December 18, 2023 | Rachel Seigel

Mysterious Facts About The Secret Life Of Cities


"Cities were always like people, showing their varying personalities to the traveler. Depending on the city and on the traveler, there might begin a mutual love, or dislike, friendship, or enmity. Where one city will rise a certain individual to glory, it will destroy another who is not suited to its personality. Only through travel can we know where we belong or not, where we are loved and where we are rejected". —Roman Payne, Cities and Countries

Who doesn’t love to uncover hidden gems while they’re out in a big city? For tourists it makes them feel like locals. For locals it gives them a place to get away from tourists. Cool restaurants and eclectic boutiques aren’t the only hidden gems that are waiting to be unearthed in cities around the world. Cities have a secret life, a history that is cooler to unearth than a new brunch place. Here are 25 little known facts about the secret life of cities.


1. Plague by the Bay

Most of us remember the bubonic plague – or the Black Plague – as the event that caused 1/3 of Europe's population to vanish a long time ago. Or maybe we remember it as the topic of "Ring-around-the-rosey". Either way, we never think of the plague anywhere but medieval Europe. However, the bubonic plague didn't only affect Europe in the middle ages; in the early 1900s, it also struck San Francisco's Chinatown, leading to the demise of 119 people.

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2. But Was Its Fleece as White as Snow, Though?

Some people might say the most famous person from Massachusetts is Ben Affleck, or maybe John F. Kennedy, but I would say it’s Sterling, Massachusetts resident Mary Sawyer. Maybe you’ve heard of her. She had a little lamb. Mary from "Mary Had a Little Lamb" was indeed a real person whose lamb followed her to school. It's reassuring to know that this children's poem isn't symbolizing for the Black Plague.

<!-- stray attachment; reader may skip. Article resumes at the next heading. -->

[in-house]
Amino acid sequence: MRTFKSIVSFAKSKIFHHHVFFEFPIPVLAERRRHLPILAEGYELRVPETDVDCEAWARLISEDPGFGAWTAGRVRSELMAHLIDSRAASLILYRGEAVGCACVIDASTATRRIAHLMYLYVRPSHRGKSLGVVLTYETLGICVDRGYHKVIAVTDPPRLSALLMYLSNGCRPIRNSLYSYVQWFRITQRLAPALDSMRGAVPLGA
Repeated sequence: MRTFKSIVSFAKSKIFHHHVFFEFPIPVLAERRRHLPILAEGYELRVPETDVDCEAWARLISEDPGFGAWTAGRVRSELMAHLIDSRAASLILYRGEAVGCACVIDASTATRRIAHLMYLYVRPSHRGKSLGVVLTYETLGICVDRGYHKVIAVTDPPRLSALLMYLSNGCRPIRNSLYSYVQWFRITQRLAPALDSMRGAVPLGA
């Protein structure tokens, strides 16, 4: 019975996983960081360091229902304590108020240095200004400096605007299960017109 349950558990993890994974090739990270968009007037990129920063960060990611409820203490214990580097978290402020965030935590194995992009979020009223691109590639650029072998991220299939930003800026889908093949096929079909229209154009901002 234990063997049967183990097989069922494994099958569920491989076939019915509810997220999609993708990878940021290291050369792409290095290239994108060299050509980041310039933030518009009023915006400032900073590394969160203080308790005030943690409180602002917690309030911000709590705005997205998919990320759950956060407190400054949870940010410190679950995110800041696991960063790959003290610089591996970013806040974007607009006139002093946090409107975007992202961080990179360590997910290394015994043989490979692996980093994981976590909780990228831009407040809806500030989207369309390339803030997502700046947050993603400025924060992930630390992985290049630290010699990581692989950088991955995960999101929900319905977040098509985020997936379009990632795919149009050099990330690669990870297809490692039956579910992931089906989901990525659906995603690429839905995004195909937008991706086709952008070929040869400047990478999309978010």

Secret Life Of Cities facts Wikipedia

3. The Departed Can Ride

Just outside of New York City there’s the famous horse racing track Belmont Park. On June 4th, 1923, jockey Frank Hayes won his very first race. Too bad he didn’t live to see the end of it. Hayes had a heart attack halfway through the race, but stayed atop his horse until she crossed the finish line first. Since Hayes was still atop his horse, he did qualify as the winner of the race. To this day, Hayes remains the only jockey who has won a race while being in a lifeless state. It appears that nobody is in a rush to attempt to surpass this unusual milestone.

Secret Life Of Cities factsWikipedia

4. Pirate's Life for Me

Newport, Rhode Island was a main smuggling hub during the colonial period in America. Today, Newport boasts many summer homes for the wealthy, but back in the 1700s, British agents saw Newport as a seedy, filthy place filled with “a set of lawless piratical people…whose sole business is that of smuggling and defrauding the King of his duties".

Secret Life Of Cities factsWikimedia Commons